Blog » Reducing Readmissions: Solutions Beyond Penalties

Reducing Readmissions: Solutions Beyond Penalties

Created Nov 11 2015, 07:00 PM by Lippincott Solutions
  • ACA
  • Care transitions
  • Center for Medicare and Medicaid Services
  • Affordable Care Act
  • long-term care
  • hospital readmissions
  • post-acute care
  • CMS
  • LTC

Thursday, November 12, 2015

It’s estimated that about 25% of patients discharged from the hospital to a post-acute care facility, nursing home, rehabilitation facility or skilled nursing facility wind up back in the hospital within 30 days. Far from a new issue in healthcare, high hospital readmission rates now cost hospitals in the form of financial penalties from the Centers for Medicare and Medicaid Services (CMS).

Beginning in October 2012, CMS was required by the Affordable Care Act to reduce its payments to facilities with excessive readmission rates. When patients are returned to the hospital from another facility within 30 days after being discharged, it not only creates pain and suffering for them and their families, but it also adds an increased cost to Medicare.

Post-Acute Care Providers Need to Play a Role

So far, hospitals have borne the burden of reducing the readmission rate, but many experts suggest that the post-acute care facilities themselves should contribute to the solution. First, adopting an evidence-based care model to standardize the quality and efficiency of post-acute care would ensure that institutions and facilities provide a higher level of attention to this often neglected patient population. For example, not every nursing home has an on-site physician to see patients when it’s medically necessary, so the staff sends those patients back to the hospital emergency department. This practice often leads to hospital readmission.

Improving Communication Between Acute and Post-Acute Care Settings

Poor communication at discharge and inadequate follow-up care from post-acute and long-term care providers is also a common culprit of hospital readmissions. Experts point to physician/provider organizations that have integrated both acute and post-acute hospitalists as an example of optimal communication and improved results. Handoffs from one setting to the next are more coordinated, patient care is seamless and miscommunications are eliminated. When physicians and nursing teams from both settings are not working closely together to manage that patient’s care, problems arise that can lead to readmissions.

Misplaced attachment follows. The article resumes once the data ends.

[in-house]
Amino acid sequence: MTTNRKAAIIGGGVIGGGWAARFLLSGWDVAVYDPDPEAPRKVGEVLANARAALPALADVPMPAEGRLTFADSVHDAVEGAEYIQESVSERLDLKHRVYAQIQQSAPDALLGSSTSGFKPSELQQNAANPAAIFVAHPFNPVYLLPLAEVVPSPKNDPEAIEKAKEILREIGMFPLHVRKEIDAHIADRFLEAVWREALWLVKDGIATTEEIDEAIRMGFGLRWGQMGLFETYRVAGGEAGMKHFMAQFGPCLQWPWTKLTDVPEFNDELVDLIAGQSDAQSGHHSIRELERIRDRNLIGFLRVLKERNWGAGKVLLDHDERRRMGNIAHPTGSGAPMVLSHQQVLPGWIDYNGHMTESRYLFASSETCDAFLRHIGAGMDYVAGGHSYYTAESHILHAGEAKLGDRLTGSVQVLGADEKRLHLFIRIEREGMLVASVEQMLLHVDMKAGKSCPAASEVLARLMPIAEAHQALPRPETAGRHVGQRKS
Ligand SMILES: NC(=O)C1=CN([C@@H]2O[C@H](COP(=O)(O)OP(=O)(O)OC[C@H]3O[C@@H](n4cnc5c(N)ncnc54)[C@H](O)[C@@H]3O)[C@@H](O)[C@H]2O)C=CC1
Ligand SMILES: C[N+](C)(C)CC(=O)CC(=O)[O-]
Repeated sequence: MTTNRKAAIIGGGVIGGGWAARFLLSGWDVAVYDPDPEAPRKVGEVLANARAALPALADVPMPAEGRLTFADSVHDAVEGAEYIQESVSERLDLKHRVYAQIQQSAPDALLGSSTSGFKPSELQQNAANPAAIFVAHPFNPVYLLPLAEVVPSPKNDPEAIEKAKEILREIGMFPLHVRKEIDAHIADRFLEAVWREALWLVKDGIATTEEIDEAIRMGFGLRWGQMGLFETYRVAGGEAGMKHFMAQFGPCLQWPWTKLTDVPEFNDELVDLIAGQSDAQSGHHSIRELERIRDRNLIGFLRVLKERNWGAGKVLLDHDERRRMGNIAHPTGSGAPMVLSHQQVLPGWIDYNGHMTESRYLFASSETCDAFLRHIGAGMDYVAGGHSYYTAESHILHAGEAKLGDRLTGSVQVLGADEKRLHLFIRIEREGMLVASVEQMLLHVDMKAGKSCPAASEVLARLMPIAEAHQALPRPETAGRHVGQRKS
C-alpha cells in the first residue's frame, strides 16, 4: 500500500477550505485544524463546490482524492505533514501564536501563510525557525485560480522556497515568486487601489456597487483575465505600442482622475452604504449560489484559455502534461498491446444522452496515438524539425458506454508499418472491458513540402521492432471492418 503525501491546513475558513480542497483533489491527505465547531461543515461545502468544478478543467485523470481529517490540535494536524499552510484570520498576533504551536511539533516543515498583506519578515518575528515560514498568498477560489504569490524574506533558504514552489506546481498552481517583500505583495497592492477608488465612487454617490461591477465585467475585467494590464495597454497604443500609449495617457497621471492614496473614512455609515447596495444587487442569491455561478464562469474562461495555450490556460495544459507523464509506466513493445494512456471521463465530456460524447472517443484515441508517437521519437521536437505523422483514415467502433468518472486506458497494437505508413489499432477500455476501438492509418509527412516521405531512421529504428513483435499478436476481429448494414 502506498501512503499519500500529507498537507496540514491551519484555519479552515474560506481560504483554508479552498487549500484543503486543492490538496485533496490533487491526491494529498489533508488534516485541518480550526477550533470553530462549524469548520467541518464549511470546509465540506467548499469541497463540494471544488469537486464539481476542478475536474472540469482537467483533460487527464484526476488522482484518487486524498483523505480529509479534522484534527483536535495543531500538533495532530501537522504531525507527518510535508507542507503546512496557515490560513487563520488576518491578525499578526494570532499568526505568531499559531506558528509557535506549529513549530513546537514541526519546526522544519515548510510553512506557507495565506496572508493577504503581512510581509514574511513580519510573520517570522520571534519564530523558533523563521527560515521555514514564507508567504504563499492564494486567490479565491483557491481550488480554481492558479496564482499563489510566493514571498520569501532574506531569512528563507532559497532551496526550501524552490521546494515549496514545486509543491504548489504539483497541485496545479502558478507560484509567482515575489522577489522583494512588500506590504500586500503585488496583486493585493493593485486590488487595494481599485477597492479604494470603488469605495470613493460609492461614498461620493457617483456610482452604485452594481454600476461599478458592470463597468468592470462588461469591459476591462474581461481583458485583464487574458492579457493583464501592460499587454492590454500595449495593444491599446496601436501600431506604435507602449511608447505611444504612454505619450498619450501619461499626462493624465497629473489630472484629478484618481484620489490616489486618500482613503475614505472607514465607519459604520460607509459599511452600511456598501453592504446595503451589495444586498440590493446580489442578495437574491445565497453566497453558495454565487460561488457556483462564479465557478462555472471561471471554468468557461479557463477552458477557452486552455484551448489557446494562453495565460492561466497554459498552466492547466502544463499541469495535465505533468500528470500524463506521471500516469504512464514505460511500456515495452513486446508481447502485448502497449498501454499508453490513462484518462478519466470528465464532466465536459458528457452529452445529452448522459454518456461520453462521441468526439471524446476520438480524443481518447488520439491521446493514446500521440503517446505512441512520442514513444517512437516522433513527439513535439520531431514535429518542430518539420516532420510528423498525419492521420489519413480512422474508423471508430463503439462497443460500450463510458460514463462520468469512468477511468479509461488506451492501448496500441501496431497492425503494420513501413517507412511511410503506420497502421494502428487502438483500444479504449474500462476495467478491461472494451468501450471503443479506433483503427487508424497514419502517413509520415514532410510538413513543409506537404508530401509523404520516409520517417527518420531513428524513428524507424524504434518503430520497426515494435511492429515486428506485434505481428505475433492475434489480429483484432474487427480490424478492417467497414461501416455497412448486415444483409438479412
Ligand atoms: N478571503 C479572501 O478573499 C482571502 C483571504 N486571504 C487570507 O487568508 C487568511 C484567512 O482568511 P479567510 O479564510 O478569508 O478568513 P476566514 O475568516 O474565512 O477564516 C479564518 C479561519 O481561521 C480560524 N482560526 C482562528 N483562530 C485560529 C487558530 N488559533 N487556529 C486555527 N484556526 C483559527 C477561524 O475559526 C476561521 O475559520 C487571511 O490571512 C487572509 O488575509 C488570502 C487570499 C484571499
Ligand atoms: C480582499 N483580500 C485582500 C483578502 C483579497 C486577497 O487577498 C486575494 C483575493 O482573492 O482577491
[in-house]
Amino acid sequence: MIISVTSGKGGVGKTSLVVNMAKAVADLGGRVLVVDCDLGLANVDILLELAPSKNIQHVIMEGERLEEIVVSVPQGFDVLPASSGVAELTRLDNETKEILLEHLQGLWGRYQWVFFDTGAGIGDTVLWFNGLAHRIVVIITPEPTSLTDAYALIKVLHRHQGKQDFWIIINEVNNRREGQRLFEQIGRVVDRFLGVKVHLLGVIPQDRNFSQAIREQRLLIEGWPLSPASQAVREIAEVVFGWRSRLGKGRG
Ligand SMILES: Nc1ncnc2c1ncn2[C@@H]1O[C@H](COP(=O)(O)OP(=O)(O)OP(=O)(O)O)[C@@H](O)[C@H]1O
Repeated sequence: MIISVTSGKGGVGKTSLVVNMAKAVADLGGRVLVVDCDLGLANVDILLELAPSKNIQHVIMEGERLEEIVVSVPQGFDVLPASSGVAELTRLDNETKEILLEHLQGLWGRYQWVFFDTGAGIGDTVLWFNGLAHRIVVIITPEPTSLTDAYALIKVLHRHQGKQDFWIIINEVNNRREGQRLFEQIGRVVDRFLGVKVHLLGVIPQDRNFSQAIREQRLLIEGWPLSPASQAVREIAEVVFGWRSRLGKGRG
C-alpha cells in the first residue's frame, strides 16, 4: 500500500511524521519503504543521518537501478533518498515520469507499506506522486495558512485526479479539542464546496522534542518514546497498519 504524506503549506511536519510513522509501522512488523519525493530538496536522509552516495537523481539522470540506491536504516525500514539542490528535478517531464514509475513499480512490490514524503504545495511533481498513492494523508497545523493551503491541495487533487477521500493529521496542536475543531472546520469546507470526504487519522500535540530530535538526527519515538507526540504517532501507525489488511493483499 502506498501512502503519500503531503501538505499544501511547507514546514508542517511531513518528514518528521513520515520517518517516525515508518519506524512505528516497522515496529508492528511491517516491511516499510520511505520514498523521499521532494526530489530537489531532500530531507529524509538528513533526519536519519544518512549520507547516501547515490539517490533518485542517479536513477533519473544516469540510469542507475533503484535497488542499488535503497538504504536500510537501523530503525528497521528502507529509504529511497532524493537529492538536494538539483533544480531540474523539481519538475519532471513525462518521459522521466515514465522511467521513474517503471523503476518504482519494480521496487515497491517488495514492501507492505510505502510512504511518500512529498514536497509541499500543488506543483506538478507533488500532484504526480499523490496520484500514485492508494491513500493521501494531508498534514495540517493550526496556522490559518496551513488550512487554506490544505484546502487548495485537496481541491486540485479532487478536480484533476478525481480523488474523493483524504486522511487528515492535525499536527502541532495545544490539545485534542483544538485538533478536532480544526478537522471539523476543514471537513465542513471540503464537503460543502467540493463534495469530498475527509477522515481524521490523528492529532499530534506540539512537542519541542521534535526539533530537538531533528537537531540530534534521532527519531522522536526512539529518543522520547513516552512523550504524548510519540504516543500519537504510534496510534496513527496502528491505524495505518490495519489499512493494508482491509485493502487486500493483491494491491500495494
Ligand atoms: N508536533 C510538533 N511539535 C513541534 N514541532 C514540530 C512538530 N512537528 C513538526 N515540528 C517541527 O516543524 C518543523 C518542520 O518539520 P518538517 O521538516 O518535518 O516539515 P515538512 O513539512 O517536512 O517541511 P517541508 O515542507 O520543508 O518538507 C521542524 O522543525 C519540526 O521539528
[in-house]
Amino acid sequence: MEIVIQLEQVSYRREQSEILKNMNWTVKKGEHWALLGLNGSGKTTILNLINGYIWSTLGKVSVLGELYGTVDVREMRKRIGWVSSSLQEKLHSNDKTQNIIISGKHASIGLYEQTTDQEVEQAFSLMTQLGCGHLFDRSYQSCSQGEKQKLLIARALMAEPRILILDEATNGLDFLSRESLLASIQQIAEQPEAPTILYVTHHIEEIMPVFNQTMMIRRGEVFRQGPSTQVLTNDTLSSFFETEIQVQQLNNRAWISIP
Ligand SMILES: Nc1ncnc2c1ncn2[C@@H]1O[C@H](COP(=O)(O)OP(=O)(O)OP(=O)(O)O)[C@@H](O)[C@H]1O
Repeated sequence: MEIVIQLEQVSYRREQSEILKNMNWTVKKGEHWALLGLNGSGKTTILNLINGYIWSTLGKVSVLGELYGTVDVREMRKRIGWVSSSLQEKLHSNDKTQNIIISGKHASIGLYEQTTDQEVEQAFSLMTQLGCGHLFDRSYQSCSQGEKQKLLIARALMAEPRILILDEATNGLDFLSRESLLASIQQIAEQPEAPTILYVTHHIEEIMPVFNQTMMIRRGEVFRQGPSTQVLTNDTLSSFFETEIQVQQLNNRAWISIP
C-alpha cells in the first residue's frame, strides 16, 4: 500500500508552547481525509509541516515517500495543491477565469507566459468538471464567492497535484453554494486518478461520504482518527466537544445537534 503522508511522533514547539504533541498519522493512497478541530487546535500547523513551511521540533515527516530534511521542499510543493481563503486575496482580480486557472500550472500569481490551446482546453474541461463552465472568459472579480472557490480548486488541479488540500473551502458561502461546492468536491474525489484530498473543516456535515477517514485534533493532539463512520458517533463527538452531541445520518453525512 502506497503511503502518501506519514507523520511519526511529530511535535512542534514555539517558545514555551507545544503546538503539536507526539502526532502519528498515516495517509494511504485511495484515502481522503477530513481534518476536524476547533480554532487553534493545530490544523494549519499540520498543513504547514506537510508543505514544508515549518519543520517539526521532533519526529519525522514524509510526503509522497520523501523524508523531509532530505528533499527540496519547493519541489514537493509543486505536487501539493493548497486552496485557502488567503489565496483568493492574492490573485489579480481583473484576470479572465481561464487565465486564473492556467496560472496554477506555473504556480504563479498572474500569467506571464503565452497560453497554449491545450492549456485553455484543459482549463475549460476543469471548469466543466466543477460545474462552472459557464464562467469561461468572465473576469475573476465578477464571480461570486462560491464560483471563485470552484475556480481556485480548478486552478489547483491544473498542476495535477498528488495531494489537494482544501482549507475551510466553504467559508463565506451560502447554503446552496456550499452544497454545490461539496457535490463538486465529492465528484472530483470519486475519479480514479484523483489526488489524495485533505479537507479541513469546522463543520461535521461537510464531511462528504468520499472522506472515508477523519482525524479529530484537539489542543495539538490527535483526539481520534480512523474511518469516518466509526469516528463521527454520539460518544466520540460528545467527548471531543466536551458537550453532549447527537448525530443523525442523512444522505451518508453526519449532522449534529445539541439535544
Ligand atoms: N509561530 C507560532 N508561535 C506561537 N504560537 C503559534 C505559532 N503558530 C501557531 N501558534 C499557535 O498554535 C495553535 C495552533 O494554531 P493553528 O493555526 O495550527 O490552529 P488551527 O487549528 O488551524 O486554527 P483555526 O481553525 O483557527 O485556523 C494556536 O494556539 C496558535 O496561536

Better Incentives for Better Care Across the Continuum

Federal policy has shifted toward reining in waste when it comes to managing costs for Medicare patients in the post-acute environment. Innovative payment models designed and implemented by the Center for Medicare and Medicaid Innovation (CMMI) at CMS have created opportunities for providers to become engaged in the care redesign process. Redesigning care in a way that not only prevents waste, but also makes it more coordinated across the acute and post-acute care continuum will go a long way toward reducing readmissions.

But there’s a much better reason to redesign care than reducing waste and coordinating care. These kinds of changes will ultimately improve the quality of life for patients -- most of them elderly -- at a time when they sometimes cannot advocate for themselves. When we treat our own elderly population with more care, dignity and respect, we all benefit.

Are you involved in transitioning patients from the acute care setting to a post-acute care facility? Do you care for patients in a post-acute care setting? What do you think can be done to reduce hospital readmissions and redesign care to be more coordinated and less wasteful across the continuum?